Sienna Nealon was a 17 year-old girl who had been held prisoner in her own house by her mother for twelve years. Then one day her mother vanished, and Sienna woke up to find two strange men in her home. On the run, unsure of who to turn to and discovering she possesses mysterious powers, Sienna finds herself pursued by a shadowy agency known as the Directorate and hunted by a vicious, bloodthirsty psychopath named Wolfe, each of which is determined to capture her for their own purposes...

2.75  stars 

I enjoy reading self-published novels and though sometimes there are grammatical errors (it's not like I never see those in professional published novels), I find them to be fresh and free of the marketing department's interference.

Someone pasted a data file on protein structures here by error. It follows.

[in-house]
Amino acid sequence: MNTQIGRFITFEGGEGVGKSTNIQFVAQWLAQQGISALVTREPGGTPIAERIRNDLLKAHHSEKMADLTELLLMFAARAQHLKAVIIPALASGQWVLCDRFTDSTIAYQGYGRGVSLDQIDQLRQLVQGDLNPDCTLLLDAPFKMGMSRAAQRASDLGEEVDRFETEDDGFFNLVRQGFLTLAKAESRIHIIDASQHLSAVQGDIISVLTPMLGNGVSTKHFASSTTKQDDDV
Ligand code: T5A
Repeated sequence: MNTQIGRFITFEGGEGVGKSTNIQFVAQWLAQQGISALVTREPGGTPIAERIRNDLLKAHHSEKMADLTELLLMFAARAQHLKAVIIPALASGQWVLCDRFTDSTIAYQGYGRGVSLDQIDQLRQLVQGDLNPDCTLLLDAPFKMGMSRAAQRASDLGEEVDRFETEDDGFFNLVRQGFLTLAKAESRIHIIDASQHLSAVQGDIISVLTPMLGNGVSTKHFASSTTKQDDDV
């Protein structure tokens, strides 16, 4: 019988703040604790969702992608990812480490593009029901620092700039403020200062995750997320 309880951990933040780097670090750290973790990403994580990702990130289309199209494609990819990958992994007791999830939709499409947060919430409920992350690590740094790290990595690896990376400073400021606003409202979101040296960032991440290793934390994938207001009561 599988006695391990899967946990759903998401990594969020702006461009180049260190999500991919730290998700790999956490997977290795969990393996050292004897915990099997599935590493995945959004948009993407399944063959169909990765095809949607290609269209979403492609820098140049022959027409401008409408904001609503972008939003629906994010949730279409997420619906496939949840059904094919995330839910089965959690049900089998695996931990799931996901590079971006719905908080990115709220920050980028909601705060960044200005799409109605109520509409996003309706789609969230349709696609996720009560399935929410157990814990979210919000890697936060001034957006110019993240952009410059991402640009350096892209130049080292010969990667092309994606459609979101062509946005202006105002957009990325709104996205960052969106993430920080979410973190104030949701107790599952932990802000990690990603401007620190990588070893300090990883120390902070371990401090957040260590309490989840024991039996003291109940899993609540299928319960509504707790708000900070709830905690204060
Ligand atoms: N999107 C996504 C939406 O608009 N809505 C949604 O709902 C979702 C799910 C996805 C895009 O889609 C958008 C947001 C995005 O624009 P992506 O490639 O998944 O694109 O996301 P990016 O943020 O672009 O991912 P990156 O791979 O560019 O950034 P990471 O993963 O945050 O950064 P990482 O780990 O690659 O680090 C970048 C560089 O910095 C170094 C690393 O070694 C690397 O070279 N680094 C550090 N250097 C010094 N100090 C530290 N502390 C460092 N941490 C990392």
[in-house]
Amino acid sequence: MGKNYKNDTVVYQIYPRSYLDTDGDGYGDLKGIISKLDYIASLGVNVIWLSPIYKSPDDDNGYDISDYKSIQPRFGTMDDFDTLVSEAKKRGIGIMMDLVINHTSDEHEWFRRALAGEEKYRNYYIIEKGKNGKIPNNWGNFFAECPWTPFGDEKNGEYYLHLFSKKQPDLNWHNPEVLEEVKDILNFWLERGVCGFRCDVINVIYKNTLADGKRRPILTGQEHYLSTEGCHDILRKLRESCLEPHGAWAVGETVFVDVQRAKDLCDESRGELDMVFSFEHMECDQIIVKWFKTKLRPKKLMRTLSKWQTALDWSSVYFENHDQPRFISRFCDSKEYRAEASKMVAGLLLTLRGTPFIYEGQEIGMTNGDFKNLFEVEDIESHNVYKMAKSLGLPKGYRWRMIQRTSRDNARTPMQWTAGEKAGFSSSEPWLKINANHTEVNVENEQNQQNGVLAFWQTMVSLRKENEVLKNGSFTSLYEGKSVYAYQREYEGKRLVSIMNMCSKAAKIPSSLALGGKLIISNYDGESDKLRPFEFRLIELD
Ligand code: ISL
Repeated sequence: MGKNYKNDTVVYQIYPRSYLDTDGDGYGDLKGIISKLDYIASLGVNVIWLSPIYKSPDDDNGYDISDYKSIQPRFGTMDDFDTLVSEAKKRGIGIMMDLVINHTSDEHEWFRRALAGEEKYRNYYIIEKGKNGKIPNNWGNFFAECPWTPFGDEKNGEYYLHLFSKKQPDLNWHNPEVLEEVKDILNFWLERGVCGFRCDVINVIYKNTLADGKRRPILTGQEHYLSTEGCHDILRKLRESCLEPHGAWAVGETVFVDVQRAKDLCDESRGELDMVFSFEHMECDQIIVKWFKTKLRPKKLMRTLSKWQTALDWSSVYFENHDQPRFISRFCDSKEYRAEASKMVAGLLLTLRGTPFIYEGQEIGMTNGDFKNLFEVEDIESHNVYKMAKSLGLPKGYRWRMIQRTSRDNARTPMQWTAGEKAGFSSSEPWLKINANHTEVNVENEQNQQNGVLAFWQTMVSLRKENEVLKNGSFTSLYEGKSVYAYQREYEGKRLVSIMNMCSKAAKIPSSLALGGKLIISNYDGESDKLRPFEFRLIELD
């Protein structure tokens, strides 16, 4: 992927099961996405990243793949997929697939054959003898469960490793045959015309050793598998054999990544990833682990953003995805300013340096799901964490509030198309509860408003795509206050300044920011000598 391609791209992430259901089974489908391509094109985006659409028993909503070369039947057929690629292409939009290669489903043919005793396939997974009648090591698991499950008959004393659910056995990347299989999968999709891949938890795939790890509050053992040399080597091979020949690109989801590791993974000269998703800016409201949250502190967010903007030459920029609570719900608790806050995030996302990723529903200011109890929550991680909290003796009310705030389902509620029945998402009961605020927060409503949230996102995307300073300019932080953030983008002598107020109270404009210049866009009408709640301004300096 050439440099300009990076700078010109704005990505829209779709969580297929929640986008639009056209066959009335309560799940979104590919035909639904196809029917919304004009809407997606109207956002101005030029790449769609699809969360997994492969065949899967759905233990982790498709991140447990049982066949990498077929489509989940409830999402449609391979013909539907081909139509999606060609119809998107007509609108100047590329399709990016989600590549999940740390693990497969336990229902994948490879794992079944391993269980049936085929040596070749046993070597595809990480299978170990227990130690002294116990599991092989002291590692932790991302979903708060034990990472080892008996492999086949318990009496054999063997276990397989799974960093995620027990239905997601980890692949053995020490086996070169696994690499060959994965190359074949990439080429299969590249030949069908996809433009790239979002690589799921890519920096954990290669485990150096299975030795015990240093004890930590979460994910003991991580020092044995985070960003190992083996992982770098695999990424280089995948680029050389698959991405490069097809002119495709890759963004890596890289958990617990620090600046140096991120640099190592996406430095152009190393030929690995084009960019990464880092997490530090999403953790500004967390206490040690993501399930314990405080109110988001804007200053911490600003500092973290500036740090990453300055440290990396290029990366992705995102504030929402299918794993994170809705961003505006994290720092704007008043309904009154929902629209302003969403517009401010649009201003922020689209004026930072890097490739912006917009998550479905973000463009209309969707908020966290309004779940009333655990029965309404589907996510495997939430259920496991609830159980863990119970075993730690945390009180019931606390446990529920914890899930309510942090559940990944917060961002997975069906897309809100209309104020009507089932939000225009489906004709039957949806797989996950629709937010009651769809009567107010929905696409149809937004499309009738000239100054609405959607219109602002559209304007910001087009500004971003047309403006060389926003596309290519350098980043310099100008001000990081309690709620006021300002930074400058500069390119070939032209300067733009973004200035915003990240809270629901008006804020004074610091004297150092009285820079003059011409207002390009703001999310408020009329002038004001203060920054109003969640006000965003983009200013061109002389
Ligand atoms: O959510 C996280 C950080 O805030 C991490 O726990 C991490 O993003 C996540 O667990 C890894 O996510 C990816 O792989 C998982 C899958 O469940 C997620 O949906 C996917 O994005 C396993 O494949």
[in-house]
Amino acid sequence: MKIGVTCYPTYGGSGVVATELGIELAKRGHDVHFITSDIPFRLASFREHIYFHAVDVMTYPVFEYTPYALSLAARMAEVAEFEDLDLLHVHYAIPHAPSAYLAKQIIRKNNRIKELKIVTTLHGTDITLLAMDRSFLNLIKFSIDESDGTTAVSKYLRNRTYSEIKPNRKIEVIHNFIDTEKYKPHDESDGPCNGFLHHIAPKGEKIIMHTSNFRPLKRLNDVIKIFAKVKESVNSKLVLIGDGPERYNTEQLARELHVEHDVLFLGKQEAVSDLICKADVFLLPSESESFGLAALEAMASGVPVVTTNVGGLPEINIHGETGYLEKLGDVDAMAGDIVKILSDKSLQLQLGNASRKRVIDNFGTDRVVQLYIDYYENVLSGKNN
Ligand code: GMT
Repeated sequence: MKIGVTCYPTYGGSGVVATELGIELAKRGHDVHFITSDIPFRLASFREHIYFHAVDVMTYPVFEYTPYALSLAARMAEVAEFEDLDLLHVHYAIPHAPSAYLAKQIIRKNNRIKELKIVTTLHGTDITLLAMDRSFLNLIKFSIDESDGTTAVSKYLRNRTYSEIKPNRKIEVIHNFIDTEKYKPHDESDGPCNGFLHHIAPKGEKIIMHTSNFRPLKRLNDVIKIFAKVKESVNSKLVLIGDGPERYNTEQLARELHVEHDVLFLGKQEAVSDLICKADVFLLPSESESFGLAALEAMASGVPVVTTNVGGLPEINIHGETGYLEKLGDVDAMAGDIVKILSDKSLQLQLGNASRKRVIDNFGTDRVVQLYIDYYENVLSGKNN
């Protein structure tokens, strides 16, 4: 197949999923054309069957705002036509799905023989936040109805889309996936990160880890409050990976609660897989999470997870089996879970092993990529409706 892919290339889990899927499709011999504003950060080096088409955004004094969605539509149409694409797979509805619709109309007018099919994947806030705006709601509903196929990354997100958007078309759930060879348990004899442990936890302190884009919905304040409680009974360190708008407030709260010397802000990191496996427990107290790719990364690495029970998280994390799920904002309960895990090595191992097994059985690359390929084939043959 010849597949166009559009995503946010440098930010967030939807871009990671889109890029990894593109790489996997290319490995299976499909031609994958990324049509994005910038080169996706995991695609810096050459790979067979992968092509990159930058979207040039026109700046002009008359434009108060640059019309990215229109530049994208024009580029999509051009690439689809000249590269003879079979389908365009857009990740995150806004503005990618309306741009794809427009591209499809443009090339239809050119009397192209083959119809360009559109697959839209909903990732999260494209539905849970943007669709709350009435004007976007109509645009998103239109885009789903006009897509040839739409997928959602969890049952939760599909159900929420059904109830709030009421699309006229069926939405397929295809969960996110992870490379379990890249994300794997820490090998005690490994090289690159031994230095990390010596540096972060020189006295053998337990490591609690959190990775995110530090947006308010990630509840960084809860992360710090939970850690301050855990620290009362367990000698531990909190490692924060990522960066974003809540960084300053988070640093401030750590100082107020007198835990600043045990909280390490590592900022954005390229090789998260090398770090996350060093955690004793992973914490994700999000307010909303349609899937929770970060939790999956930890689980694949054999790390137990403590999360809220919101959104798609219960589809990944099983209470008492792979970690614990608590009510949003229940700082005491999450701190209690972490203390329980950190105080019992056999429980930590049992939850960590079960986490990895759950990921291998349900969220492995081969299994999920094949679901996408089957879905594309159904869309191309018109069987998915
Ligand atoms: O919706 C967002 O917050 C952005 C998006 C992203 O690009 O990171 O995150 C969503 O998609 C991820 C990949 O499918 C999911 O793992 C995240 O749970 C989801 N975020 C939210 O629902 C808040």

Robert J. Cline is offering his series The Girl in the Box for free online and I have some issues with offering works for free, but I'll get to that later. You can check out the first book in the series, Alone, by following the links above.

I found this book in my travels and read a chapter of it before becoming distracted and moving on to something else. The cool thing about this book is that it stuck with me and I found myself wondering what happened next in the story. That doesn't happen too often once I've moved on from a book I DNF'd. 

The story is quite action-packed as we meet Sienna Nealon, a 17 year old girl who hasn't left her house in 12 years. She's not agoraphobic, she's a "meta" human and has super special powers (but doesn't really know it.) Her mother has oddly abandoned her and she's awakened to find two strangers in the house. What a way to start the day. Sienna gets into it with some serious ass kicking and doesn't even have time for a cup of Joe.